Par­ents hold key to whether chil­dren suc­ceed in school

The Star Early Edition - - OPINION & ANALYSIS - PANYAZA LESUFI Panyaza Lesufi is Gaut­eng MEC for Ed­u­ca­tion

WE IN­TU­ITIVELY avoid the ques­tions about the mean­ing of parental in­volve­ment in ed­u­ca­tion, what it looks like and how to make it hap­pen.

As the 2017 school cal­en­dar gath­ers pace and to­day’s fre­netic world, tech­nol­ogy, con­sumerism, ca­reer par­ents and grow­ing parental re­spon­si­bil­i­ties con­trib­ute to over­full sched­ules, the mes­sage for par­ents couldn’t be clearer: Get in­volved in your child’s ed­u­ca­tion daily, es­tab­lish ex­pec­ta­tions for achieve­ment and con­duct, and com­mu­ni­cate with teach­ers. If par­ents hold true to these sim­ple guide­lines, their chil­dren will blos­som.

We recog­nise the chal­lenges par­ents face in hold­ing down a job, man­ag­ing a house­hold and rais­ing a fam­ily. It seems there aren’t enough hours in the day. Many chil­dren also live with sin­gle par­ents, or are be­ing raised by rel­a­tives or fos­ter par­ents. Still, carv­ing out some time, even if it’s brief, can make a dif­fer­ence. If par­ents ig­nore these sim­ple guide­lines, they place their chil­dren’s fu­ture at risk.

What does parental in­volve­ment mean? Is it go­ing to par­ent-teacher meet­ings? Bak­ing cook­ies to raise funds for the school? Mon­i­tor­ing your chil­dren’s work? Help­ing out in class? Speak­ing up when there’s a prob­lem?

The first but po­tent way for par­ents to be­come en­gaged is to read com­mu­ni­ca­tion from the school that in­cludes a list of the ways in which they can be­come in­volved, such as tak­ing part in lessons or vol­un­teer­ing at sport­ing events.

Ex­perts say the first five years of a child’s life lays the foun­da­tion for suc­cess in school. Yet some chil­dren are de­prived of those build­ing blocks when their par­ents don’t in­vest the time to help them.

Poverty and un­em­ploy­ment of­ten force both par­ents to work, some­times two jobs, leav­ing lit­tle time for the kids. But even rich kids suf­fer when their par­ents don’t place the proper em­pha­sis on school­work.

Many ob­sta­cles might hin­der parental par­tic­i­pa­tion, in­clud­ing a re­luc­tance to be seen to be in­ter­fer­ing in the school’s af­fairs, school per­son­nel’s neg­a­tive at­ti­tudes to­ward par­ents, and parental in­se­cu­ri­ties con­cern­ing schools.

We know that fam­ily in­volve­ment tends to de­cline as chil­dren age.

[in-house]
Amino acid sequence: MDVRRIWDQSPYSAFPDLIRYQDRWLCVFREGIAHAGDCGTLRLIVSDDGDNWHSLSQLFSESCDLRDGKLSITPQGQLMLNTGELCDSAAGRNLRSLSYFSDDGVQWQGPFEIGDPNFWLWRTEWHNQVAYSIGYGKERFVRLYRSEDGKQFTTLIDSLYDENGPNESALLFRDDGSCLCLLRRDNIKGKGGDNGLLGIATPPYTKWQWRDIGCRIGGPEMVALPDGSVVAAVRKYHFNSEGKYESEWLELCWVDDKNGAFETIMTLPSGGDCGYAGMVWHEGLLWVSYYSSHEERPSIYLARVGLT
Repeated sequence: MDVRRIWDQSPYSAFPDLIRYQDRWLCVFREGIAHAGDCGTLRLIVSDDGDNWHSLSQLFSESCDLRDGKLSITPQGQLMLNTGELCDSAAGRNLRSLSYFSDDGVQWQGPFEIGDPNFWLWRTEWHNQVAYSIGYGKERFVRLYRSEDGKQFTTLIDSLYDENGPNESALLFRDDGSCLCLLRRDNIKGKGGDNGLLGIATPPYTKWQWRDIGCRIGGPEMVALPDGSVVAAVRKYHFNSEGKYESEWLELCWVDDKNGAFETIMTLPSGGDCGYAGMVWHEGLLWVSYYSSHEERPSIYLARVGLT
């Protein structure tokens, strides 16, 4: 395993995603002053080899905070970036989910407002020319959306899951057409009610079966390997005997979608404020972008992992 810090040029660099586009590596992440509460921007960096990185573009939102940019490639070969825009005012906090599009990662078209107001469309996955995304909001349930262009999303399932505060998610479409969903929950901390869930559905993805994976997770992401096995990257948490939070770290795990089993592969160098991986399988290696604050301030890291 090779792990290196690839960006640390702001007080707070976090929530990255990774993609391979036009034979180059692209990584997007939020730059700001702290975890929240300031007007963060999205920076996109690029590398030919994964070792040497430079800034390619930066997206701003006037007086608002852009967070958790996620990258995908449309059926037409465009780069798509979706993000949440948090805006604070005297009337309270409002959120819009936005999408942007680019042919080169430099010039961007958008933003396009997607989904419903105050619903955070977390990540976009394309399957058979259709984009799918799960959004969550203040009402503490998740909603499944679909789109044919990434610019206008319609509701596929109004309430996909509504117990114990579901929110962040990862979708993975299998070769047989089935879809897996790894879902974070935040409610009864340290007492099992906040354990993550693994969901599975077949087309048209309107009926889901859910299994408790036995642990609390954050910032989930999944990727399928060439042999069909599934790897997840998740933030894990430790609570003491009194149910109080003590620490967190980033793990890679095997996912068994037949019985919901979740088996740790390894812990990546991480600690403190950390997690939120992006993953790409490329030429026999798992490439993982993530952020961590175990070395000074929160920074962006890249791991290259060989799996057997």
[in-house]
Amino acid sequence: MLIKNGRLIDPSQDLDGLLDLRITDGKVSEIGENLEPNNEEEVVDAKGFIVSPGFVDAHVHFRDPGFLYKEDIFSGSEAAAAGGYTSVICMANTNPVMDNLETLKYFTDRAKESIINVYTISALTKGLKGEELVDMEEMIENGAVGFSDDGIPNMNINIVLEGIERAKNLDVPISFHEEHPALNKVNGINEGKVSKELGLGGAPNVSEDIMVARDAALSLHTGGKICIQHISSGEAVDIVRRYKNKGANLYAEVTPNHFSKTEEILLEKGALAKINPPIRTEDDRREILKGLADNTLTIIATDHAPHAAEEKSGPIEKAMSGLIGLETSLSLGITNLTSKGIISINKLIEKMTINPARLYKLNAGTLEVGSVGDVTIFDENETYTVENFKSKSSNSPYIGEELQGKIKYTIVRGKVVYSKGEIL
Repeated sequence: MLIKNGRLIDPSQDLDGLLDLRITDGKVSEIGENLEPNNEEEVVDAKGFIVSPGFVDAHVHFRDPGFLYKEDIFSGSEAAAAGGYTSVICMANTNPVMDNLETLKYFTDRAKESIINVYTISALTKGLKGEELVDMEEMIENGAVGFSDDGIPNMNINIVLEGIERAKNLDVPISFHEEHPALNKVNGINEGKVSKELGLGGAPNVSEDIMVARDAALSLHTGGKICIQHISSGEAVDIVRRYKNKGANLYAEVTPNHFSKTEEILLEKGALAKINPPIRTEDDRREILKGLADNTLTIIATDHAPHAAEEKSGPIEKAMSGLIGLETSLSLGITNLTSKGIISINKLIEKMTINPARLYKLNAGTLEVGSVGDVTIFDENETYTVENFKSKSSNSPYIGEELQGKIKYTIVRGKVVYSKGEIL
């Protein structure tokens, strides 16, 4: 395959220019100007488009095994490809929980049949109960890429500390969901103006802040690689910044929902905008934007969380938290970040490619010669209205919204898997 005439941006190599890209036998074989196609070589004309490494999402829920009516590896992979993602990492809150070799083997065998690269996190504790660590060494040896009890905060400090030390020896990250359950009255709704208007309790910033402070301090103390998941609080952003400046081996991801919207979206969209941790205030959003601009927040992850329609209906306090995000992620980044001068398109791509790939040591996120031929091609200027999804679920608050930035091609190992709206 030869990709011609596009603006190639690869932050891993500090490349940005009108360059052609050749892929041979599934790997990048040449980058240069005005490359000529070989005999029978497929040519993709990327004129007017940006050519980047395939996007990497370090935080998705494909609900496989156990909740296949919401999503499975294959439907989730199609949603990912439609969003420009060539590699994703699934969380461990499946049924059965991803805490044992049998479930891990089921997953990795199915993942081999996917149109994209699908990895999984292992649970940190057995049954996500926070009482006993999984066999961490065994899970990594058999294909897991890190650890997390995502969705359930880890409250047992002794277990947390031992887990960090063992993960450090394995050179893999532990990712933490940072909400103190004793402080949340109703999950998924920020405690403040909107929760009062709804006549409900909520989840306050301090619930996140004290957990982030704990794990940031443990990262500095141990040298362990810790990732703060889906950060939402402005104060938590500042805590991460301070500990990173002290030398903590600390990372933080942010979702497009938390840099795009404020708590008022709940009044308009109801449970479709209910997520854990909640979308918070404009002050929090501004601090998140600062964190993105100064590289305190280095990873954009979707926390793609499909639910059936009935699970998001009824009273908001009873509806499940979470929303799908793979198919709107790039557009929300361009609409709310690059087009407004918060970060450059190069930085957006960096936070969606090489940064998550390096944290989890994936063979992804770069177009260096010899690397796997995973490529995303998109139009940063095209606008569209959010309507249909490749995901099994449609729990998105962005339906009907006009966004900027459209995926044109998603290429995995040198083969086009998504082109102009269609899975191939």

Par­ents need to be­lieve they can make a dif­fer­ence, and they will not be ex­cluded or in­tim­i­dated be­cause they un­der­stand the prob­lem and want so­lu­tions.

We know there are mul­ti­ple chal­lenges. Many young ado­les­cents be­gin to as­sert their in­de­pen­dence, dis­tance them­selves from par­ents and rely more on peer opin­ion. Also, as youth tran­si­tion from el­e­men­tary to mid­dle school, most par­ents or other pri­mary care­givers face the shift from com­mu­ni­cat­ing with one teacher to juggling mul­ti­ple teach­ers and sub­jects.

De­spite this, it’s es­sen­tial that we un­der­stand the im­por­tance and sig­nif­i­cance of a shared par­ent-teacher re­spon­si­bil­ity.

In spite of so­cio-eco­nomic pres­sures, pupils lucky enough to have in­volved par­ents are more likely to earn higher marks, at­tend school reg­u­larly and grad­u­ate.

While some teach­ers may feel frus­trated by the lack of parental in­volve­ment, our pri­or­ity is to re-in­volve all par­ents. We need to have par­ents work­ing with their chil­dren, com­mu­ni­cat­ing with the teach­ers, and tak­ing part in the schools and class­rooms.

Re­search has shown that par­ents who are part­ners with their child’s school make a pos­i­tive dif­fer­ence in their school per­for­mance. Psy­chol­o­gists and ca­reer coun­sel­lors say the most ac­cu­rate pre­dic­tor of a pupil’s achieve­ment isn’t fam­ily in­come or so­cial sta­tus, but the value a pupil’s fam­ily places on ed­u­ca­tion and the cre­ation of a home en­vi­ron­ment that en­cour­ages learn­ing.

There are tech­no­log­i­cal ad­vances that make com­mu­ni­ca­tion eas­ier and quicker.

Par­ents and teach­ers may choose from an ar­ray of modes to stay in touch. Many schools have in­cor­po­rated email, web­sites and elec­tronic news­let­ters to dis­sem­i­nate in­for­ma­tion. Oth­ers have es­tab­lished par­ent por­tals. Some schools text fam­i­lies re­gard­ing ab­sences or home­work and oth­ers use on­line so­cial net­works.

What hap­pens be­fore and af­ter class is as im­por­tant as school.

The best in­vest­ment we can make in our chil­dren’s ed­u­ca­tion is our at­ten­tion, time, en­cour­age­ment and in­volve­ment.

Par­ents hold the key to whether their chil­dren suc­ceed or fail in school.

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